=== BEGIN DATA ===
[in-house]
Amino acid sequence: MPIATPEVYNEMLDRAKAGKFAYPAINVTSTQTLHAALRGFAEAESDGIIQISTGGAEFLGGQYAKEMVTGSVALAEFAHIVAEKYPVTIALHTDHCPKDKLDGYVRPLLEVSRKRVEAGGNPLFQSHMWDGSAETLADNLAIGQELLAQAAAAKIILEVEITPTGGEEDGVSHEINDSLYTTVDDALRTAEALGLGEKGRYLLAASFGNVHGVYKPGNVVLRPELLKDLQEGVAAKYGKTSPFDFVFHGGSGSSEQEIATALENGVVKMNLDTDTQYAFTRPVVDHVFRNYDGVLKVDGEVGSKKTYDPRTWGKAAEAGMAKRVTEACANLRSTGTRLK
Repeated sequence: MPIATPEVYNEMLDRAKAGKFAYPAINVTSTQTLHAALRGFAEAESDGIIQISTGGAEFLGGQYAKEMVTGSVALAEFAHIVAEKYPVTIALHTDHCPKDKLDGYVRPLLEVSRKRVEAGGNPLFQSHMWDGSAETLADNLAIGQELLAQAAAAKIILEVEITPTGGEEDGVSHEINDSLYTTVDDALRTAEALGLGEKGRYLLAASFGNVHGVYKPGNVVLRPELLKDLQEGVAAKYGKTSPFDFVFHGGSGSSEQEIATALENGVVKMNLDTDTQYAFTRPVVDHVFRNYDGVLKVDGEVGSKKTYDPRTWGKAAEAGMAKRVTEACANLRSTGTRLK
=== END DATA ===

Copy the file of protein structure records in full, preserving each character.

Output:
[in-house]
Amino acid sequence: MPIATPEVYNEMLDRAKAGKFAYPAINVTSTQTLHAALRGFAEAESDGIIQISTGGAEFLGGQYAKEMVTGSVALAEFAHIVAEKYPVTIALHTDHCPKDKLDGYVRPLLEVSRKRVEAGGNPLFQSHMWDGSAETLADNLAIGQELLAQAAAAKIILEVEITPTGGEEDGVSHEINDSLYTTVDDALRTAEALGLGEKGRYLLAASFGNVHGVYKPGNVVLRPELLKDLQEGVAAKYGKTSPFDFVFHGGSGSSEQEIATALENGVVKMNLDTDTQYAFTRPVVDHVFRNYDGVLKVDGEVGSKKTYDPRTWGKAAEAGMAKRVTEACANLRSTGTRLK
Repeated sequence: MPIATPEVYNEMLDRAKAGKFAYPAINVTSTQTLHAALRGFAEAESDGIIQISTGGAEFLGGQYAKEMVTGSVALAEFAHIVAEKYPVTIALHTDHCPKDKLDGYVRPLLEVSRKRVEAGGNPLFQSHMWDGSAETLADNLAIGQELLAQAAAAKIILEVEITPTGGEEDGVSHEINDSLYTTVDDALRTAEALGLGEKGRYLLAASFGNVHGVYKPGNVVLRPELLKDLQEGVAAKYGKTSPFDFVFHGGSGSSEQEIATALENGVVKMNLDTDTQYAFTRPVVDHVFRNYDGVLKVDGEVGSKKTYDPRTWGKAAEAGMAKRVTEACANLRSTGTRLK